The South Asia Channel

Daily brief: Karzai 44%, Abdullah 26%, Ghani 6%

Armistice with the armed Some Taliban chiefs have reportedly agreed to allow Afghan army and police forces to secure polling centers for next Thursday’s presidential election, in a secret deal brokered by incumbent Afghan president Hamid Karzai’s controversial brother, Ahmed Wali Karzai (The Guardian). It is unknown whether the ceasefires will be in effect near ...

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PESHAWAR, PAKISTAN - JULY 03: Internally displaced young girls from the Swat valley XXXXXXXXXXXX in the Jalozai IDP camp on July 3, 2009 near Peshawar, Pakistan. Approximately 3 million internally displaced persons (IDPs) have been created as a result of an on-going military operation against the Taliban. Pakistani forces are battling militants in the Swat valley, Lower Dir and Buner. New camps are sprouting up while others continue to grow as people shift away from the city of Mardan where thousands were living with families and schools as the UNHCR and other aid agencies struggle to deal with the needs of so many. The refugees are facing extremely harsh living conditions in the searing heat in over crowded camps. (Photo by Daniel Berehulak/Getty Images)

Armistice with the armed

Some Taliban chiefs have reportedly agreed to allow Afghan army and police forces to secure polling centers for next Thursday’s presidential election, in a secret deal brokered by incumbent Afghan president Hamid Karzai’s controversial brother, Ahmed Wali Karzai (The Guardian). It is unknown whether the ceasefires will be in effect near polling stations where President Karzai’s opponents are popular.

Wali Karzai responded to reports that British forces recently seized tons of opium from his ranch in Kandahar by claiming it was a political attack aimed at hurting his brother before the August 20 election (Reuters).

Ashraf Ghani, one of three primary candidates in the presidential race, seeks to gain on President Karzai and Dr. Abdullah Abdullah by reaching out to young people, women, and the poor using the internet, student volunteers, and the media (New York Times). Ghani, a former finance minister under Karzai, is still probably an outsider in the race, but he is the most educated and is widely respected by Western diplomats.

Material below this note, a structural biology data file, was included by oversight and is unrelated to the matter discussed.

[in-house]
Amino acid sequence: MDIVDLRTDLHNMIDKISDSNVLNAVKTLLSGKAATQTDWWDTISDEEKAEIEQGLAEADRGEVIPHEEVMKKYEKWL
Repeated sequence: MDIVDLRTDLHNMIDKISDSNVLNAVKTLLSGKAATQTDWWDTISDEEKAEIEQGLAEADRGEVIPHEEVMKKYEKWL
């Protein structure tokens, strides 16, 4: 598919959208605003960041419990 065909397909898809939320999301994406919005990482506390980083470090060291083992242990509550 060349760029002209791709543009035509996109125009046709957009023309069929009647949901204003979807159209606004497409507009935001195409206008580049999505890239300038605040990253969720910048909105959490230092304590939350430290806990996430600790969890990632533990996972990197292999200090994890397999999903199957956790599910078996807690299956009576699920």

Abdullah rising

Polling released today shows that as of mid-July, 44% of respondents would vote for Hamid Karzai if the Afghan presidential election were held today, up from 31% in May (International Republican Institute, 58 pp, pdf). Abdullah Abdullah is up to 26% from 7%, and 6% would vote for Ashraf Ghani, up from 3% in the last poll. Another longshot candidate, the populist reformer Ramazan Bashardost, polled at 10%, up from 3% in May.

If the election were just between Karzai, Ghani, And Abdullah, they would get 49%, 32%, and 11% of the vote, respectively. None of the candidates has reached the 50% mark needed to avoid a runoff election, according to this polling. Profiles of the contenders can be found here (Foreign Policy).

The United States, in preparation for working with Karzai if he wins the election, has floated the idea of a “shadow prime minister” to help with the widespread corruption in Karzai’s government (Washington Post).

Former Afghan president and Abdullah supporter Burhanuddin Rabbani survived a Taliban attack on his convoy in the comparatively calm province of Kunduz in northern Afghanistan (Pajhwok Afghan News). Taliban insurgents claimed it is their goal “to turn Kunduz into another Helmand for foreigners” (Al Jazeera).

An uphill battle

The United States is starting a $300 million effort to give micro-grants to Afghans to persuade them to grow crops other than poppy, the flower that is used to manufacture opium (Wall Street Journal). But it is a challenge: last year, the average poppy farmer in southern Afghanistan made nearly $3,000 more than his licit neighbor.

No troops for you!

U.S. Secretary of Defense Robert Gates said that top American commander in Afghanistan Gen. Stanley McChrystal’s upcoming review of the war effort will not include a request for more troops, as was rumored (Washington Post). Secretary Gates expressed concern that additional boots on the ground could fuel anti-U.S. sentiments in the region, but didn’t rule out the possibility that Gen. McChrystal might request more troops in future assessments (Los Angeles Times).

Can’t buy me love

Seventy percent of Pakistanis view the Taliban unfavorably, up from 33 percent last year, according to polling released yesterday (Pew Global Attitudes Project, 54 pp, pdf). The poll, conducted in mostly urban areas in late May and early June, also found that about a third of Pakistanis see drone strikes like the one last week that reportedly killed the leader of the Pakistani Taliban, Baitullah Mehsud, as necessary and only sixteen percent of Pakistanis have a favorable opinion of the U.S.

Happy Birthday Pakistan!

Today is Pakistan’s 62nd Independence Day (Voice of America). To celebrate, President Asif Ali Zardari announced a series of political, judicial, and administrative reforms and lifted a ban on political activity in the Federally Administered Tribal Areas (Dawn).

Wanted: Huge parking garages

Britain is having troubling finding the extra facilities necessary to transport and park additional helicopters for British troops at NATO bases in Afghanistan (Daily Telegraph). More helicopters may help cut down on troop deaths caused by roadside bombs.

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